- Cough with sputum,
- Enlarged liver
- Accumulation of fluid in the pleural cavities and in the abdominal cavity ( ascites ).
The prognosis for heart defects.
The prognosis for heart defects depends on many factors, primarily on the nature of the valve defect, the degree of valve defect, as well as on the combination of a violation of the valve apparatus (defect of two or three valves). Combined valvular defects always have a more adverse effect on the functioning of the heart than each of them individually. Among other factors, it is necessary to take into account the nature of the disease process that led to the formation of heart defects, its activity, as well as the presence of heart compensation.
Of great importance is the condition of other organs – the lungs, kidneys, intracecretory and nervous systems, blood, since their activity is closely related to the work of the heart.
For example, the presence of pulmonary emphysema, anemia, kidney damage, and thyroid dysfunction in heart diseases cause the need for increased heart function, and therefore worsen the prognosis of heart defects. For the prognosis, prevention and treatment, it is also necessary to take into account the working conditions and life of the patient.
Prevention of the development of heart defects coincides with the prevention of those diseases that may be its cause.
With an existing heart defect, preventive measures should be aimed at preventing decompensation. The patient needs to establish such a regimen and provide such work that correspond to his condition. Improving heart function is achieved by prescribing appropriate exercises. The limits of the load that can be resolved by the patient are determined by the doctor, but control by the patient himself is especially important. The patient should know that every tension that causes some unpleasant sensations , such as shortness of breath, palpitations, pain in the heart or liver, etc. harmful to him. He should know that any overwork (physical or mental), sleepless nights, hot baths, baths, sunbaths, drinking alcohol, smoking tobacco, excessive sexual intercourse and so on, which for a healthy person to a certain extent go unpunished, can happen to a patient cause decompensation of the heart and contribute to poor health.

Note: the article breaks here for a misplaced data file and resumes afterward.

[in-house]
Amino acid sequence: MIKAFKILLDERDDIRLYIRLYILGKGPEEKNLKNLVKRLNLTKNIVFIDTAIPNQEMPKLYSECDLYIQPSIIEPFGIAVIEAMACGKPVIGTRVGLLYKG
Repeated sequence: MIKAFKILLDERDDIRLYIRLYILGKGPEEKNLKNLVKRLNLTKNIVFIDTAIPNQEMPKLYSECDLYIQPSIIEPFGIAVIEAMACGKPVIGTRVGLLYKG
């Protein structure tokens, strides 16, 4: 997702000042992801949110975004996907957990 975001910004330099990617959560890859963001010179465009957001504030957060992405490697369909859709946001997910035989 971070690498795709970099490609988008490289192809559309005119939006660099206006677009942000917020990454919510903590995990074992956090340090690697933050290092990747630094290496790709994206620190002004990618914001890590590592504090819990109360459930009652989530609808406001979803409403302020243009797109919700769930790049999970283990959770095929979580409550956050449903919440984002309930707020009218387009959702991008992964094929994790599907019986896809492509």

The patient’s nutrition should be regular and moderate, the last meal should be 3-4 hours before bedtime. Patients with heart disease need to monitor the regular action of the intestines, fight excess weight, since the accumulation of excess fat in the body significantly complicates blood circulation and creates an increased burden for the heart.
Treatment for compensated defects is limited to moderate training of patients with physiotherapy and hydrotherapy (carbon dioxide baths in Kislovodsk, Darasun, hydrogen sulfide baths in Sochi-Matsesta, etc.). Drug treatment for compensated heart defects, as a rule, is not required. When signs of decompensation appear, the patient should limit the work, sometimes change it, change the mode, be under the supervision of a doctor. With significant decompensation, bed rest, a raised headboard is necessary. A milk and vegetable diet rich in vitamins, with a restriction of salt and liquid, is recommended. If the patient has edema and developed exhaustion, protein-rich foods (eggs, meat, liver, vitamins, especially from group B) should be included in the patient’s nutrition. Medication is prescribed by a doctor. Surgical treatment of both acquired and congenital heart defects is possible . The success of treatment is further fixed by training the heart through physiotherapy exercises.